Psalm 108:8
Gilead is mine; Manasseh is mine; Ephraim also is the strength of my head; Judah is my lawgiver;
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108:1-13 We may usefully select passages from different psalms, as here, Ps 57; 60, to help our devotions, and enliven our gratitude. When the heart is firm in faith and love, the tongue, being employed in grateful praises, is our glory. Every gift of the Lord honours and profits the possessor, as it is employed in God's service and to his glory. Believers may pray with assured faith and hope, for all the blessings of salvation; which are secured to them by the faithful promise and covenant of God. Then let them expect from him help in every trouble, and victory in every conflict. Whatever we do, whatever we gain, God must have all the glory. Lord, visit all our souls with this salvation, with this favour which thou bearest to thy chosen people.Gilead is mine ... - This is taken from Psalm 60:7. The only change is the omission of the word and before "Manasseh." PSALM 108

Ps 108:1-13. This Psalm is composed of Ps 108:1-5 of Ps 57:7-11; and Ps 108:6-12 of Ps 60:5-12. The varieties are verbal and trivial, except that in Ps 108:9, "over Philistia will I triumph," differs from Ps 60:8, the interpretation of which it confirms. Its altogether triumphant tone may intimate that it was prepared by David, omitting the plaintive portions of the other Psalms, as commemorative of God's favor in the victories of His people.

No text from Poole on this verse. That thy beloved may be delivered,.... From hence to the end of the psalm the words are taken out of Psalm 60:5. See Gill on Psalm 60:5. Gilead is mine; Manasseh is mine; Ephraim also is the strength of mine head; Judah is my lawgiver;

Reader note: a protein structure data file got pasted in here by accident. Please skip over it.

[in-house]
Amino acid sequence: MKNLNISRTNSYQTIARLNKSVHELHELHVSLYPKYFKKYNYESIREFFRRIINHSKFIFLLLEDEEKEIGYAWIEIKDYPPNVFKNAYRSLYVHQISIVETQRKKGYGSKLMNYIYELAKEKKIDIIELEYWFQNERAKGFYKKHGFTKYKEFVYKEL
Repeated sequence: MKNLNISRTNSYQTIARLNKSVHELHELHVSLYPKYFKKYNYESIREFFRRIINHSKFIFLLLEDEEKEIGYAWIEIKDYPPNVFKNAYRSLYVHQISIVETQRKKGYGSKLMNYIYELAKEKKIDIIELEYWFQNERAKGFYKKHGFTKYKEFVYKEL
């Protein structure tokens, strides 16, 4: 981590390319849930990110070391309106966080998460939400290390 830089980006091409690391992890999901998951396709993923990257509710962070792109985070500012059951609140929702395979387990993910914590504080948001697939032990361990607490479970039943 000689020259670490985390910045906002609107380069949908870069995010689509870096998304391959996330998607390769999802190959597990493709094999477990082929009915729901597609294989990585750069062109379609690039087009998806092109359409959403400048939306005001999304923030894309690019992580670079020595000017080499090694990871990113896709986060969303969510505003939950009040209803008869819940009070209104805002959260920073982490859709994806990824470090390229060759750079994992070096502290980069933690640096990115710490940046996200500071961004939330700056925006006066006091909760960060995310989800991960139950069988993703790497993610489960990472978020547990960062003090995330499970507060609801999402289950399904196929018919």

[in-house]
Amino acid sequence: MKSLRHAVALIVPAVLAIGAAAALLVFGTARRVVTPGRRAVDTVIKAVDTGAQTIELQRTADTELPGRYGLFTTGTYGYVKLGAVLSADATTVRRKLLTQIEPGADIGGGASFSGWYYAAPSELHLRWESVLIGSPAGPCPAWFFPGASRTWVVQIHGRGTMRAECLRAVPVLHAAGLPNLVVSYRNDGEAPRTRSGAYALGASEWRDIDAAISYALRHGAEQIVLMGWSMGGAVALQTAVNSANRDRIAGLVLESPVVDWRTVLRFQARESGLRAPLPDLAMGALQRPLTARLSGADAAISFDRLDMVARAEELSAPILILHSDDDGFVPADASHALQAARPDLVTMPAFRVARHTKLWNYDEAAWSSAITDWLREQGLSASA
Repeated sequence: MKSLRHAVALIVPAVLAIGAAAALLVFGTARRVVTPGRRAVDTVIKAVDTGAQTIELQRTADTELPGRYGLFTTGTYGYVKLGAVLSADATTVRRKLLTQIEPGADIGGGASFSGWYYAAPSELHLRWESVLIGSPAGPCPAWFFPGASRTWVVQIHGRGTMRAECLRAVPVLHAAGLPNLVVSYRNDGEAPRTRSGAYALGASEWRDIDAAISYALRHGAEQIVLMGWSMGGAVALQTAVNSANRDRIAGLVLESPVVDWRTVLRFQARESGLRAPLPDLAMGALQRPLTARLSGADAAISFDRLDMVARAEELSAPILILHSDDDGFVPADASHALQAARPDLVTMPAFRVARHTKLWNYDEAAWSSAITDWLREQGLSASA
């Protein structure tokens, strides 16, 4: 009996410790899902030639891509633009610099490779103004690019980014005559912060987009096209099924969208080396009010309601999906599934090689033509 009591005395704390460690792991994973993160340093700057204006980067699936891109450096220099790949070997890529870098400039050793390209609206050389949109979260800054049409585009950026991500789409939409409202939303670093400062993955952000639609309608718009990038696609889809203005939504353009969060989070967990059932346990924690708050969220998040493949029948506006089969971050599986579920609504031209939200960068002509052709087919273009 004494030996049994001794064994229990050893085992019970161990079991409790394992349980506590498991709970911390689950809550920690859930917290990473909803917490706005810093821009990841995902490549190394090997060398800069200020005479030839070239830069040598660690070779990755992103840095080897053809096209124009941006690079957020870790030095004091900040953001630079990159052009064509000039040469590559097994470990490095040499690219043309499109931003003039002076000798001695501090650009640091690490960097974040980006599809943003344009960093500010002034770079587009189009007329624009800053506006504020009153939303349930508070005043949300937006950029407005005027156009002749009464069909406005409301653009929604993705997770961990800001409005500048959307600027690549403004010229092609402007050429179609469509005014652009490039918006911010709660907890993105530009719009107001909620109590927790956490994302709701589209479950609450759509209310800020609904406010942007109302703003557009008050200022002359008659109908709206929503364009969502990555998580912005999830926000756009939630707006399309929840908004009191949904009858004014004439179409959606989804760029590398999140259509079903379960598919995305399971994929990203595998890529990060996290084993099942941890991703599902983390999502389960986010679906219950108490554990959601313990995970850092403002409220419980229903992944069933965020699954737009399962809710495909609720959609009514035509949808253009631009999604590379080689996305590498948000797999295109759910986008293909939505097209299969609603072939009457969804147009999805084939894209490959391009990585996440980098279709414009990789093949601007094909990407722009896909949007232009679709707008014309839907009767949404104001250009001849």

8. Gilead and Manasseh, i.e. the land of Bashan in which half the tribe of Manasseh settled, stand for the territory east of the Jordan and the tribes settled there: Ephraim and Judah stand for the tribes west of the Jordan. God claims all as His own: therefore all can claim God’s protection.

Ephraim &c.] Render with R.V.,

Ephraim also is the defence of mine head;

Judah is my sceptre.

Ephraim, as the most powerful tribe and the chief defence of the nation, is compared to the warrior’s helmet: Judah, as the tribe to which belonged the Davidic sovereignty, is compared to the royal sceptre, or, as the same word is rendered in R.V. of Genesis 49:10, to which the present passage alludes, ‘the ruler’s staff.’This first half is taken from Psalm 57:8-12. The repetition of confident is my heart in Psalm 57:1-11 is here omitted; and in place of it the "my glory" of the exclamation, awake my glory, is taken up to "I will sing and will harp" as a more minute definition of the subject (vid., on Psalm 3:5): He will do it, yea,his soul with all its godlike powers shall do it. Jahve in Psalm 108:4 is transformed out of the Adonaj; and Waw copul. is inserted both before Psalm 108:4 and Psalm 108:6, contrary to Psalm 57:1-11. מעל, Psalm 108:5 (as in Esther 3:1), would be a pleasing change for עד if Psalm 108:5 followed Psalm 108:5 and the definition of magnitude did not retrograde instead of heightening. Moreover Psalm 36:6; Jeremiah 51:9 (cf. על in Psalm 113:4; Psalm 148:13) favour עד in opposition to מעל.
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